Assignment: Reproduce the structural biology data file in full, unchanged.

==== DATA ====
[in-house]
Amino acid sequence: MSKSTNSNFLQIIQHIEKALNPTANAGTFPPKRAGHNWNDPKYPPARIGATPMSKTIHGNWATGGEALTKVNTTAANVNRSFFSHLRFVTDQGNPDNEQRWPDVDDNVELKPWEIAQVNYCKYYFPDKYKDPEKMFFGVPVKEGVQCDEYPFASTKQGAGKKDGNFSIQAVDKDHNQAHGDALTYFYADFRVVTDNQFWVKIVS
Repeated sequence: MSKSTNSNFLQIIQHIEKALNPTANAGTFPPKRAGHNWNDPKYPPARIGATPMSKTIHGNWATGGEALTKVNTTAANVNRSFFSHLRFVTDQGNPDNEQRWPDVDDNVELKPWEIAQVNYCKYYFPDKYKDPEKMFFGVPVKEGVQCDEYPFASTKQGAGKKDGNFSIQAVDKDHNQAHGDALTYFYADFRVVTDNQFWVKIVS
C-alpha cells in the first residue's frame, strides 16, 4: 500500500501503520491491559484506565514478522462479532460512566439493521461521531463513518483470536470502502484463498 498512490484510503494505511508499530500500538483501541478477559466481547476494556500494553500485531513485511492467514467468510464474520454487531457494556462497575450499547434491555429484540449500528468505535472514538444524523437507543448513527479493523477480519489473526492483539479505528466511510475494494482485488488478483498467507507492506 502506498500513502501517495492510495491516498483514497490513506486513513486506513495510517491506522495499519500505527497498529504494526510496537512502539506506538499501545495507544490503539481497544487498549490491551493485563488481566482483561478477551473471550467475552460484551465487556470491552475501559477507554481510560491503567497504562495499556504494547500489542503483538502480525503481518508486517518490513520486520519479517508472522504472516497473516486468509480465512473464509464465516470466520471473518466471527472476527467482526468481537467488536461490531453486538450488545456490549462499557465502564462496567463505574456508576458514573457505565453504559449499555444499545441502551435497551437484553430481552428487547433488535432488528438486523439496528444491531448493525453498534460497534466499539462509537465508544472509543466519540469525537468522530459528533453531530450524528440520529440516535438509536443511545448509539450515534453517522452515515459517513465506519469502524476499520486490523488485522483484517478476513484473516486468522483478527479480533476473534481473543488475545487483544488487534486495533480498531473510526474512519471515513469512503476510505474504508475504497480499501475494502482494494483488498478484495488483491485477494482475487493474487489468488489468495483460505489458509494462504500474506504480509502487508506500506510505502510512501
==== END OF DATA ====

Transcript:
[in-house]
Amino acid sequence: MSKSTNSNFLQIIQHIEKALNPTANAGTFPPKRAGHNWNDPKYPPARIGATPMSKTIHGNWATGGEALTKVNTTAANVNRSFFSHLRFVTDQGNPDNEQRWPDVDDNVELKPWEIAQVNYCKYYFPDKYKDPEKMFFGVPVKEGVQCDEYPFASTKQGAGKKDGNFSIQAVDKDHNQAHGDALTYFYADFRVVTDNQFWVKIVS
Repeated sequence: MSKSTNSNFLQIIQHIEKALNPTANAGTFPPKRAGHNWNDPKYPPARIGATPMSKTIHGNWATGGEALTKVNTTAANVNRSFFSHLRFVTDQGNPDNEQRWPDVDDNVELKPWEIAQVNYCKYYFPDKYKDPEKMFFGVPVKEGVQCDEYPFASTKQGAGKKDGNFSIQAVDKDHNQAHGDALTYFYADFRVVTDNQFWVKIVS
C-alpha cells in the first residue's frame, strides 16, 4: 500500500501503520491491559484506565514478522462479532460512566439493521461521531463513518483470536470502502484463498 498512490484510503494505511508499530500500538483501541478477559466481547476494556500494553500485531513485511492467514467468510464474520454487531457494556462497575450499547434491555429484540449500528468505535472514538444524523437507543448513527479493523477480519489473526492483539479505528466511510475494494482485488488478483498467507507492506 502506498500513502501517495492510495491516498483514497490513506486513513486506513495510517491506522495499519500505527497498529504494526510496537512502539506506538499501545495507544490503539481497544487498549490491551493485563488481566482483561478477551473471550467475552460484551465487556470491552475501559477507554481510560491503567497504562495499556504494547500489542503483538502480525503481518508486517518490513520486520519479517508472522504472516497473516486468509480465512473464509464465516470466520471473518466471527472476527467482526468481537467488536461490531453486538450488545456490549462499557465502564462496567463505574456508576458514573457505565453504559449499555444499545441502551435497551437484553430481552428487547433488535432488528438486523439496528444491531448493525453498534460497534466499539462509537465508544472509543466519540469525537468522530459528533453531530450524528440520529440516535438509536443511545448509539450515534453517522452515515459517513465506519469502524476499520486490523488485522483484517478476513484473516486468522483478527479480533476473534481473543488475545487483544488487534486495533480498531473510526474512519471515513469512503476510505474504508475504497480499501475494502482494494483488498478484495488483491485477494482475487493474487489468488489468495483460505489458509494462504500474506504480509502487508506500506510505502510512501